Jeff Clark, Senior Precious Metals Analyst, GoldSilver
JAN 21, 2019
GoldSilver’s Senior Precious Metals Analyst Jeff Clark gets all sorts of questions from our customers and others curious about the unique world of precious metals investment. Jeff, having grown up in an active precious metals mining family and as a lifelong precious metals investor, is uniquely qualified to provide answers born of his experience and decades of industry study.
Today brings us Volume 4 of The Jeff Clark Mailbag, an ongoing series that will feature some of the most frequently asked and interesting inquiries Jeff has received, along with his answers.
Every Mailbag will always include just one thing: real, unsolicited questions from real people and Jeff’s honest answers to those questions.
Probably a non-bank vault that has a high degree of liquidity.
A bank safe deposit box is safe but has low liquidity—what if you need the gold over the weekend? Or there’s some sort of banking “holiday” where they’re temporarily closed (this happened to a few banks during 9/11)? And you still have to take the gold somewhere to sell it.
Hiding places at home can work, and home safes, but my Dad had a friend who was forced at gunpoint to open his safe. If absolutely nobody knows or even has an inkling you might have valuables in the house that might work, but I personally don’t like the risk. I personally want both high safety and high liquidity.
Here’s my true story of gold getting stolen out of my house, and what I decided to do instead: Robbed for My Gold: Learn From My Mistakes.
I’m personally betting on it. For several reasons…
First, the stock market is overvalued (some would say in a bubble), and gold is inversely correlated to stocks:
And that’s what’s happened most of the time during the S&P’s biggest selloffs:
Gold also does well in a recession, whether the next one comes this year or next:
[Source: Gold in a Recession: Better Than Many Investors Assume [Chart] ]
Last, the gold price is undervalued. If we used the same formula to calculate inflation that was used in 1980—in other words, without the government constantly tinkering with it—the current gold price is near all-time lows:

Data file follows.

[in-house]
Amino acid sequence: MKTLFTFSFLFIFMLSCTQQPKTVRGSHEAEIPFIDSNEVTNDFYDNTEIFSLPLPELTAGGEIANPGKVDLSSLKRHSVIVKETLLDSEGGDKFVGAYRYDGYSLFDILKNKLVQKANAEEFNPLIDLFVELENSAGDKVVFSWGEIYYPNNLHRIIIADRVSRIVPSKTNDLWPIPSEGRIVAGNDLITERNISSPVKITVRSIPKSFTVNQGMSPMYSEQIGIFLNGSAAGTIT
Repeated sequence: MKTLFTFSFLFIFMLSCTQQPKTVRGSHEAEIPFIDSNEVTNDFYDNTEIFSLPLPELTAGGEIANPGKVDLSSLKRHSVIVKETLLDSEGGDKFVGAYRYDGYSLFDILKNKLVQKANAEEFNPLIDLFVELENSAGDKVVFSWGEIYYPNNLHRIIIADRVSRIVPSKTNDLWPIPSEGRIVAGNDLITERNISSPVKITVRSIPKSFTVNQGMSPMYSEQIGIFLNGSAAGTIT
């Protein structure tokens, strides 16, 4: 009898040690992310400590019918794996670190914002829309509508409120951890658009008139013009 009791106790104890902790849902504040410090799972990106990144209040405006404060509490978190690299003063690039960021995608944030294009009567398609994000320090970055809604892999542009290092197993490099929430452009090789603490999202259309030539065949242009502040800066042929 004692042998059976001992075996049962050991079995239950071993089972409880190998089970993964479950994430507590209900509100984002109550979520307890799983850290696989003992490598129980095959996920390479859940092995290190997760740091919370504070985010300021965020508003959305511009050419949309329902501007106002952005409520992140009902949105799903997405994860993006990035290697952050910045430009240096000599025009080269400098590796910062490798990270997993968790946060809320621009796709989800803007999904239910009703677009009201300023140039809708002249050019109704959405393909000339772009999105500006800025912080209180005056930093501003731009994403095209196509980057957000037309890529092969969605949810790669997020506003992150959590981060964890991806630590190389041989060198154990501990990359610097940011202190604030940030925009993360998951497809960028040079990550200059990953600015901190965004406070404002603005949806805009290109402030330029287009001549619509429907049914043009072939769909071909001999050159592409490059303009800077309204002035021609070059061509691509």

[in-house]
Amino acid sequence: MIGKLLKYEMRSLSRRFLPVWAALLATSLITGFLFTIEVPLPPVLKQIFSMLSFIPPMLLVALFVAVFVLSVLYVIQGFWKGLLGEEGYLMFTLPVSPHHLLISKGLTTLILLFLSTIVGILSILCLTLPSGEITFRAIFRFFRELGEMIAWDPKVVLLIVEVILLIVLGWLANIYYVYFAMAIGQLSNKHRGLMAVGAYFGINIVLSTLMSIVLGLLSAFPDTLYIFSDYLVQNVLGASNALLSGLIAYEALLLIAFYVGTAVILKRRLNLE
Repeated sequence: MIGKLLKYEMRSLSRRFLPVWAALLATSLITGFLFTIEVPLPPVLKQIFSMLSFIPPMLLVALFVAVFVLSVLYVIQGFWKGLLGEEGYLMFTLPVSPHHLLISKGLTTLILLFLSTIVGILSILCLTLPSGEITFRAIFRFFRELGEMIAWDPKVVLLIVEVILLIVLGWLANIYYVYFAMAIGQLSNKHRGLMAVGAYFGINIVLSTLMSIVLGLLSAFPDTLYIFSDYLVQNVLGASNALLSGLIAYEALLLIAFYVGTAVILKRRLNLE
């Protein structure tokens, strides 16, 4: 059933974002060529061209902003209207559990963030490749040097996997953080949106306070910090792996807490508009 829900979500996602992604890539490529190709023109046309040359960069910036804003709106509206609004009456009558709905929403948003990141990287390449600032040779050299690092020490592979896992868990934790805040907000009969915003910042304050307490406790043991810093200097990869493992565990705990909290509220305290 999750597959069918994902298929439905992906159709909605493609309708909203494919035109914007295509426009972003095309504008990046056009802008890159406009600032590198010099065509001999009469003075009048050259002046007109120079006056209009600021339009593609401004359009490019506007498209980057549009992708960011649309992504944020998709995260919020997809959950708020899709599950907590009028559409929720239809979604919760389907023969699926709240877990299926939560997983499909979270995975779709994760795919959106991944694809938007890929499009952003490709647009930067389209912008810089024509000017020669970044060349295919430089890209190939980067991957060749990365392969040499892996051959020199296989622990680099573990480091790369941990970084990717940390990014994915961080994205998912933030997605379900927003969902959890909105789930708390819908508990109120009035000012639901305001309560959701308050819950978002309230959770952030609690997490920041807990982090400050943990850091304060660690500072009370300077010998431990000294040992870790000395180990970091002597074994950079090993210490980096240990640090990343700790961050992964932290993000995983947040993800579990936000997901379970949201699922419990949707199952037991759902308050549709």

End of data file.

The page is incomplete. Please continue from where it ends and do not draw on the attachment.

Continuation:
So not only has gold historically risen during periods of economic uncertainty, it’s undervalued to boot.
Who says they aren’t? Until recently everyone has been talking about how good the stock market has been, but look what the best performing asset has been over the past 20 years:
And this 40-year study shows that pension funds have stronger performance and lower volatility when they have 5% exposure to gold.
On top of this, there are a lot of compelling reasons to buy gold NOW—here’s a fun video series on that topic:
Why does it have to be either/or? Both have advantages and both have drawbacks. But the current environment gives us some hints about what is the better investment today…
First, bonds have been in a bull market for something like 37 years; that trend won’t last forever. Second, yes, bonds pay a little bit of interest, but rates are so low that the total interest on a $10,000 investment in a 30-year treasury bond at current yields would return you approximately $9,840. That’s not even a double on your investment after three decades. And it definitely wouldn’t keep up with inflation.
Gold, on the other hand, doesn’t pay anything, but first, it is a full third below its 2011 peak and thus undervalued. And second, it is much more likely to keep up with high or spiking inflation than a Treasury bond (TIPS can keep up with low inflation but historically don’t with surging inflation). And gold is the ultimate crisis hedge, a hard asset product you can hold in your hand that has zero counterparty risk, something no bond can claim.
Here’s more on why I personally favor gold over bonds today: Three Reasons You Must Replace Some of Your Bonds with Gold and Silver